Also, after the victory by the forces of President Bashar Assad, there's little sign of attempts at reconciliation in Syria's largest city or talk of how part of the city rose up trying to bring down Assad's rule. To reporters, residents — whether out of genuine sentiment or fear of state reprisals — express only pro-Assad sentiment and dismiss the rebels as Islamic militants backed by foreign powers. Die-hard opposition sympathizers likely have not returned or keep it to themselves, and everyone is more focused on grappling with the destruction in the city.
“I feel very sad, I cry. Sometimes I cry in the morning because this was a very good neighborhood,” said Adnan Sabbagh, standing on a balcony in his building in the once rebel-held eastern district of Sukkari.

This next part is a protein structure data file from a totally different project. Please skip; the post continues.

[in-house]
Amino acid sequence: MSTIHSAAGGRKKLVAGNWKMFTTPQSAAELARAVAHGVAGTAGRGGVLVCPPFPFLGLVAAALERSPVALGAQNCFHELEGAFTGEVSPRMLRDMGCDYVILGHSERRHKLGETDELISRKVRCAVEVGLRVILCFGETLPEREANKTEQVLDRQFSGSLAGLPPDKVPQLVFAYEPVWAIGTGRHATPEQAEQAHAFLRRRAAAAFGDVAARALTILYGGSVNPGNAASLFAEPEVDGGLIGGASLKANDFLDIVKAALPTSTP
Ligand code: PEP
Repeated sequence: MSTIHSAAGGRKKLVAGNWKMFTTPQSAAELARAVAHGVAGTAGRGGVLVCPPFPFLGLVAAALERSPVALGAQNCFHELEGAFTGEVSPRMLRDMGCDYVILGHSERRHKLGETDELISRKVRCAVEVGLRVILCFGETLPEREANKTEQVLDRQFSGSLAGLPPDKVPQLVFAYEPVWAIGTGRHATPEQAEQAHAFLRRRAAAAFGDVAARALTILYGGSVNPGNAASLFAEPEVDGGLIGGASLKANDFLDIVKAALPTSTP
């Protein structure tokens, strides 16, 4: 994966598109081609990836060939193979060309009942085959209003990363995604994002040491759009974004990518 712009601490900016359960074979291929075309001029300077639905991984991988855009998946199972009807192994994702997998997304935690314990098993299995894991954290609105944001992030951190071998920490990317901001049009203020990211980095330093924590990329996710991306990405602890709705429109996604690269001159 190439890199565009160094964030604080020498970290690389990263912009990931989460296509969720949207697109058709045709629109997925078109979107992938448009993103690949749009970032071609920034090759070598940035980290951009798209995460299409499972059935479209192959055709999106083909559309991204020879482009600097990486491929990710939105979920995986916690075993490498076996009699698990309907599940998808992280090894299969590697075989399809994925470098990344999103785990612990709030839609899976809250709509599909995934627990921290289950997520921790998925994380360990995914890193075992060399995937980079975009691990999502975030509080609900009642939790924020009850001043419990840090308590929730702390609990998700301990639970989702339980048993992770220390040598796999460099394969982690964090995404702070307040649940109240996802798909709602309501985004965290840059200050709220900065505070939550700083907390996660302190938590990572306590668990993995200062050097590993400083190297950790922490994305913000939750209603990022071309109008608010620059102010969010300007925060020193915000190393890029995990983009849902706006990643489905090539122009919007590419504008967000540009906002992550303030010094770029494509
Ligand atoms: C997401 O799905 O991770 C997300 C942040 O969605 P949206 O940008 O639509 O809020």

The view from his balcony is a landscape of wreckage. Across the street is a pile of rubble a block long that used to be the Ein Jalout school compound that his three daughters and two sons once attended. Beyond it stand apartment buildings that have been sheared in half, their internal staircases jutting out exposed. The building adjacent to Sabbagh's has been levelled to a hill of broken concrete, rebar and stone.
Sabbagh's own six-story building still stands but the top three floors have had all their walls blasted away, leaving slabs of concrete floor dangling precariously.
The 47-year-old construction worker fled to live in the coastal town of Jableh five years ago as soon as the rebels overran Aleppo's east. All three of his daughters are married to soldiers in Assad's army, so he feared the fighters would not tolerate his presence.